3. Throw away the cookie header for certain file extensions. Mostly js/css and images.

sub vcl_recv {
 if (req.url ~ “.(png|gif|jpg|swf|css|js)$”) {
    lookup;
 }
}

# strip the cookie before the image is inserted into cache.
sub vcl_fetch {
 if (req.url ~ “.(png|gif|jpg|swf|css|js)$”) {
   unset beresp.http.set-cookie;
}

Varnish can also be used as a load balancer with multiple backends. Lets see the configuration.

First create multiple backends in the config file

backend web1 {
     .host = “192.168.1.1”;
     .port = “81”;
     .probe = {
        .url = “/”;
        .interval = 5s;
        .timeout = 1 s;
        .window = 5;
        .threshold = 3;
     }
}

backend web2 {
     .host = “192.168.1.2”;
     .port = “81”;
     .probe = {
        .url = “/”;
        .interval = 5s;
        .timeout = 1 s;
        .window = 5;
        .threshold = 3;
     }
}

For each backend there is a health check probe. Varnish should fetch the “/” every 5 sec. If it takes more than 1 sec, it is considered a failure.
If more than 3 out of last 5 probes are ok, the backend is considered healthy.

Now create a director. There are a number of directors – random, client, hash, round-robin, DNS and fallback. Lets configure a random director and we will see what can be done using the different directors. To configure random director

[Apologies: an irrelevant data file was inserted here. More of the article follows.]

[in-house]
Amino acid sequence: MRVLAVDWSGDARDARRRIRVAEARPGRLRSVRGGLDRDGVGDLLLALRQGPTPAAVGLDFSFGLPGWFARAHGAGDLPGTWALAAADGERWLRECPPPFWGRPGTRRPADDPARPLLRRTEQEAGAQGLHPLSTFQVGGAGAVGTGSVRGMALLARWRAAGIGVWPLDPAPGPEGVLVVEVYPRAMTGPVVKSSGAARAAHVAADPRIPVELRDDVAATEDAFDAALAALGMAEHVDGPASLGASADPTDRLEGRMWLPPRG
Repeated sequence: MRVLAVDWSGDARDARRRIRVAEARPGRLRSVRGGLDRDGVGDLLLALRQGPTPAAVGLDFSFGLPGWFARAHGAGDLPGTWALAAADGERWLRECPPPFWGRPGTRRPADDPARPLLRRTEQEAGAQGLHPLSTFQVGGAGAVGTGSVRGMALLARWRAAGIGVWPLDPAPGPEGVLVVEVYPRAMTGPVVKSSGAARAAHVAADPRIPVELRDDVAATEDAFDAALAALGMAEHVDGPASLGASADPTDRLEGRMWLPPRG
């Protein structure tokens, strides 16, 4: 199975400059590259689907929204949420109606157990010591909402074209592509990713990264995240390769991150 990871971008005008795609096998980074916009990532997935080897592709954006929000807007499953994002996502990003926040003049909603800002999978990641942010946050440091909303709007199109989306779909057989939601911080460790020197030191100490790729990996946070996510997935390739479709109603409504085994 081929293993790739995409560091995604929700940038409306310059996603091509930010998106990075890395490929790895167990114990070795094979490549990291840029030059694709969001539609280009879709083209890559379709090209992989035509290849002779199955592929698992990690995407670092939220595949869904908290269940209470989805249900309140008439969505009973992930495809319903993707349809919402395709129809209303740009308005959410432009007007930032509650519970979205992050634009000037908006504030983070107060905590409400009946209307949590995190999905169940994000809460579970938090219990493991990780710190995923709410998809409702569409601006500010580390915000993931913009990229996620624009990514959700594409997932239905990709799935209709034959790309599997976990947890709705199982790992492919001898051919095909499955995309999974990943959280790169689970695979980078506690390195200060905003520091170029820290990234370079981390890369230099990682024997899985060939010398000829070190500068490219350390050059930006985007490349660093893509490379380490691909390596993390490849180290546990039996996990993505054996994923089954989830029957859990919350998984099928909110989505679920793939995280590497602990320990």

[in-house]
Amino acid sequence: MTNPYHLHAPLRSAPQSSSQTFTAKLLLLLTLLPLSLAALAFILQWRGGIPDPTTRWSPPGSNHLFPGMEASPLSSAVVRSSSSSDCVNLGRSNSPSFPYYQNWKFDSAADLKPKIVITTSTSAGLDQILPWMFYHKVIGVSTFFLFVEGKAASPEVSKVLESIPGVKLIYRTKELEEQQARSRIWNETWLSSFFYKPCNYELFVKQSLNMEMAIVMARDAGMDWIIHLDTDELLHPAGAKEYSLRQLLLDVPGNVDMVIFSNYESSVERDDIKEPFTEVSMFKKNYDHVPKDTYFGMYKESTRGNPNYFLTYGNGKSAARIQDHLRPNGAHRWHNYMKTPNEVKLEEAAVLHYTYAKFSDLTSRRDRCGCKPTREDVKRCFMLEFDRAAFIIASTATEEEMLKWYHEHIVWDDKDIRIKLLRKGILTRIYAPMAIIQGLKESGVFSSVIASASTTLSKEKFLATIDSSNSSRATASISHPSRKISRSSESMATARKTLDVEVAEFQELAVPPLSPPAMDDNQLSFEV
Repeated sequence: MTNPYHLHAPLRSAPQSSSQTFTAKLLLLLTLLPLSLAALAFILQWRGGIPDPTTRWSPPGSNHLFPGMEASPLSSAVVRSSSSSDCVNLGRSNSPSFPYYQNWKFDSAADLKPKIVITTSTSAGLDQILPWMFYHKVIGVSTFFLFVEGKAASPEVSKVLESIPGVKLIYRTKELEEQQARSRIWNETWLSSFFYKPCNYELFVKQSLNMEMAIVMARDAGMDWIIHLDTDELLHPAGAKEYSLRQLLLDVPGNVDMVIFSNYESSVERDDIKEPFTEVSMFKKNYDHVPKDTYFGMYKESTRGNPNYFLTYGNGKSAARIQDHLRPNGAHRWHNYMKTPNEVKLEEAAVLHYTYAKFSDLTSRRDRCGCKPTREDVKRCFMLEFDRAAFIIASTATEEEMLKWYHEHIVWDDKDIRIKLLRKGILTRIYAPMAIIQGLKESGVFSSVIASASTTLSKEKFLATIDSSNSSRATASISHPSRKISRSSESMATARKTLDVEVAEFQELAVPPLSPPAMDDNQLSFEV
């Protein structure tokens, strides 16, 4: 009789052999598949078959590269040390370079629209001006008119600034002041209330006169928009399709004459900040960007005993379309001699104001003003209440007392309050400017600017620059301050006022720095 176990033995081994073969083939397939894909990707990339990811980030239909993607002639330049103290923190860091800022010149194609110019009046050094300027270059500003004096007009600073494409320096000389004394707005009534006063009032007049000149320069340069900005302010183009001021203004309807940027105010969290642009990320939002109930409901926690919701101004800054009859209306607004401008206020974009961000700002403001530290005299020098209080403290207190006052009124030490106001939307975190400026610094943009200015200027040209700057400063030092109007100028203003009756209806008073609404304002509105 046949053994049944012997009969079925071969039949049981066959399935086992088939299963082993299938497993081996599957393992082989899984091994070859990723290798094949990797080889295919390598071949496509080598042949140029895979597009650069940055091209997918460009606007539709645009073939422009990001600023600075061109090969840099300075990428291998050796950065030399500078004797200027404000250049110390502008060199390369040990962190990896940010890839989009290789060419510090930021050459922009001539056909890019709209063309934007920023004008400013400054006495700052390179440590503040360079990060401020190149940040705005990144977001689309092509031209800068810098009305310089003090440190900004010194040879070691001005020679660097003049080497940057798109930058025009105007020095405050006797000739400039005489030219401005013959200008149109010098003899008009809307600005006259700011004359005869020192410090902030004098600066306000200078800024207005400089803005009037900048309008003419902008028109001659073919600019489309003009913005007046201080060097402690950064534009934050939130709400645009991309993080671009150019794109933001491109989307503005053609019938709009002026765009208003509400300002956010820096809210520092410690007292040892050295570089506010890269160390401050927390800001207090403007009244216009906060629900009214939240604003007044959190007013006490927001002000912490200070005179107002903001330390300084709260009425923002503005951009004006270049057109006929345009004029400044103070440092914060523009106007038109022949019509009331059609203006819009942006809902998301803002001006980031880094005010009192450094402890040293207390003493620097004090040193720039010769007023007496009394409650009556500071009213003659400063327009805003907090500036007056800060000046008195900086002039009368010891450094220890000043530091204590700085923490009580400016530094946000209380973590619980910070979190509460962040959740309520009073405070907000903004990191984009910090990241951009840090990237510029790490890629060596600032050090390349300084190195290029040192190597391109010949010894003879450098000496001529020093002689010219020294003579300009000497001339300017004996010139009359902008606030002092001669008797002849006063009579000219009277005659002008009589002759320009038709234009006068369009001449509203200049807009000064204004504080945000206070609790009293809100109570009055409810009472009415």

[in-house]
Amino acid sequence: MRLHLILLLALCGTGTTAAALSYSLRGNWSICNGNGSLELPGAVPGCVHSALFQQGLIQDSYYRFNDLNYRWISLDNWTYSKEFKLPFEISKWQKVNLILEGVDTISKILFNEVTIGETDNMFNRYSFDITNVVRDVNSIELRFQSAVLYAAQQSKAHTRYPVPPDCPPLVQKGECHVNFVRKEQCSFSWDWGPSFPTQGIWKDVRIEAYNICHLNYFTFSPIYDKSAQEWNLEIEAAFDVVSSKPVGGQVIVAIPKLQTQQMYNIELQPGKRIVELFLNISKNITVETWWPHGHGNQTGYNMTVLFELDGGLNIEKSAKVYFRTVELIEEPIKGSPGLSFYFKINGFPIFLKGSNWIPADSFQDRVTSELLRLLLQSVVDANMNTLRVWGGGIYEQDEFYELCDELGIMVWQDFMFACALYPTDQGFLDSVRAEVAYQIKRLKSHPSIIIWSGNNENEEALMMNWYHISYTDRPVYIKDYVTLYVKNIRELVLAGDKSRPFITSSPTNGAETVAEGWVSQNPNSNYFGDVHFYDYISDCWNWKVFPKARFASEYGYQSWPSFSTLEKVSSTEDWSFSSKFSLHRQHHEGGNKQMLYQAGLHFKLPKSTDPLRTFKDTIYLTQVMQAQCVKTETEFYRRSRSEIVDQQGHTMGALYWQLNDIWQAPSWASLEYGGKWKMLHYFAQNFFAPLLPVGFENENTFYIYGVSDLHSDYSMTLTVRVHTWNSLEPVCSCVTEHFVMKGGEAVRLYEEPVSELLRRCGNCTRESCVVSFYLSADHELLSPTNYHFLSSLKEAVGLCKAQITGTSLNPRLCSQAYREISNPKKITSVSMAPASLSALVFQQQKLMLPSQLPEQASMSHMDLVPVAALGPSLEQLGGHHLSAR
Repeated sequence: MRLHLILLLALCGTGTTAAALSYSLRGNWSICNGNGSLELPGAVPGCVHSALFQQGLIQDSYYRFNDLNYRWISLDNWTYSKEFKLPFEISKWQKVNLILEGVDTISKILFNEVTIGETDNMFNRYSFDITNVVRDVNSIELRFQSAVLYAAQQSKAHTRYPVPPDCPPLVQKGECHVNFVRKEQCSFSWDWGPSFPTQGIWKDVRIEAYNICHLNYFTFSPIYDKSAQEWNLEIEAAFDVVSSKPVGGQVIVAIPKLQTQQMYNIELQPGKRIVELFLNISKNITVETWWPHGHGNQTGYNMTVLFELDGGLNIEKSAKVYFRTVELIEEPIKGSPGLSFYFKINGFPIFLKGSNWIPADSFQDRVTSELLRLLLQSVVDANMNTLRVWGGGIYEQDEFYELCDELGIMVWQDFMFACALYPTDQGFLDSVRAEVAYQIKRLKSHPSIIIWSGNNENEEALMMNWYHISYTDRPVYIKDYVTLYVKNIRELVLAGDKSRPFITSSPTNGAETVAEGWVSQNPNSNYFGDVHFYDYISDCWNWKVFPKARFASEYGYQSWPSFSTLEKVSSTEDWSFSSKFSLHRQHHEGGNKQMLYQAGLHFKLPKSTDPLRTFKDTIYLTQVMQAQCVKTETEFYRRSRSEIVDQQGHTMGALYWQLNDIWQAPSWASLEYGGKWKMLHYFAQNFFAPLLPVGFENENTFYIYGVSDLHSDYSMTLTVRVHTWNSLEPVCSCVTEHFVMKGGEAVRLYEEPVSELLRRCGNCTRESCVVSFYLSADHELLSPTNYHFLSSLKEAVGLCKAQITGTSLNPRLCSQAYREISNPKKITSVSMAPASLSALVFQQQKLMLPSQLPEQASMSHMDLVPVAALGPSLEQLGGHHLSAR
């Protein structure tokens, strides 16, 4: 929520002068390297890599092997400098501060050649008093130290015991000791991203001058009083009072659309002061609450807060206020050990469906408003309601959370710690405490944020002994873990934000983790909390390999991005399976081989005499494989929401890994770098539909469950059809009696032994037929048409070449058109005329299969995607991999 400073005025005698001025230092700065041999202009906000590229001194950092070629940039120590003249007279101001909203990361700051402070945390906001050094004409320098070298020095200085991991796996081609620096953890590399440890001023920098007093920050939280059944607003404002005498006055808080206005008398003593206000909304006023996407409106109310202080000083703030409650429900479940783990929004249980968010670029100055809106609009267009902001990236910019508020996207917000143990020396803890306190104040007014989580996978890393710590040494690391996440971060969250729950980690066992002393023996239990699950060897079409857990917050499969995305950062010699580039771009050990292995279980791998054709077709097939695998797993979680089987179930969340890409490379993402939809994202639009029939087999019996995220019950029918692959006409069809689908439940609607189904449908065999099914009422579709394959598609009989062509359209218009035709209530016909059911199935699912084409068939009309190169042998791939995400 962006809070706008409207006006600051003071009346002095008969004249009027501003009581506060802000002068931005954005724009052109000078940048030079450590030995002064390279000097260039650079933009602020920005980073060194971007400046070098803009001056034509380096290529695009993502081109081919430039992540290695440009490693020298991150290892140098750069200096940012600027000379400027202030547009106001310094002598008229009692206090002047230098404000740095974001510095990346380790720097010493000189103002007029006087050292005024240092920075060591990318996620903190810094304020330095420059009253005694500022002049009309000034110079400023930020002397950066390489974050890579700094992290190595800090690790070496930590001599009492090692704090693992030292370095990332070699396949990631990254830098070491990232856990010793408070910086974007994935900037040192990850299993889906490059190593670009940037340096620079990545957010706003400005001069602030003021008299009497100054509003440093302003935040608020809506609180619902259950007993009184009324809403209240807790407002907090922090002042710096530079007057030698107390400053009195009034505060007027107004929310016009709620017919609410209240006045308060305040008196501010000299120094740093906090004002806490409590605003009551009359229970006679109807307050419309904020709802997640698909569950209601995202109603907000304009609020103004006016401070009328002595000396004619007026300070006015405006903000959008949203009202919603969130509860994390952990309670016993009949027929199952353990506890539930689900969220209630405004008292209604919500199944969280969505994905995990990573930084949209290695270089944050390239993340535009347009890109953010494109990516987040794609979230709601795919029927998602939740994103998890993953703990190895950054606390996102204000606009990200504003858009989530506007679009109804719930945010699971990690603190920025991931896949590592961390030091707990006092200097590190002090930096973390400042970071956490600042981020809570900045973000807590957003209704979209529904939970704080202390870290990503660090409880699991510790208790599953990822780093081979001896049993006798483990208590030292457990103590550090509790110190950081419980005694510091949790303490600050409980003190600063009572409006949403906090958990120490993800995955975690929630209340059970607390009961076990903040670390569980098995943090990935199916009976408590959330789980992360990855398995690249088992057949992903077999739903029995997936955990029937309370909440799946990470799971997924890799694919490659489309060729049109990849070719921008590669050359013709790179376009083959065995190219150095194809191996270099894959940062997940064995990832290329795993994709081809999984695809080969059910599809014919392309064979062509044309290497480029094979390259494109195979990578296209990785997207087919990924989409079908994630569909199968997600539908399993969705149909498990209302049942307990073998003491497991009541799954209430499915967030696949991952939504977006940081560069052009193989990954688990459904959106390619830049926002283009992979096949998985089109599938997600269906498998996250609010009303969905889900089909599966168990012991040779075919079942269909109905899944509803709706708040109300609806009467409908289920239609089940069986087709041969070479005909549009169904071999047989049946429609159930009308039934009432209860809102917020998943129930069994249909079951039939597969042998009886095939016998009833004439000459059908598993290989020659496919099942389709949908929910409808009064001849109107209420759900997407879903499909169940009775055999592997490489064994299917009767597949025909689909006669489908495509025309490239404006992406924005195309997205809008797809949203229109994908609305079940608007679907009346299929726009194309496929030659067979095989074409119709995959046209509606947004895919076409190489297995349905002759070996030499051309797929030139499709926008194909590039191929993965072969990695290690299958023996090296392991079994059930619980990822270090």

director web random {
        {
                .backend = web1;
                .weight = 1;
        }
        {
                .backend = web2;
                .weight = 1;
        }
}

Now tell your requests to use the “web” director for serving requests

sub vcl_recv {
   if (req.http.host ~ “^(www.)?mysite.com$”) {
       set req.backend = web;
   }
}

Lets see what the different directors are there for.

The client director
       The client director picks a backend based on the clients identity. You can set the VCL variable client.identity to identify the client by picking up the value of a  session  cookie.

The hash director
       The hash director will pick a backend based on the URL hash value. This is useful is you are using Varnish to load balance in front of other Varnish caches or other web accelerators as objects won’t be duplicated across caches.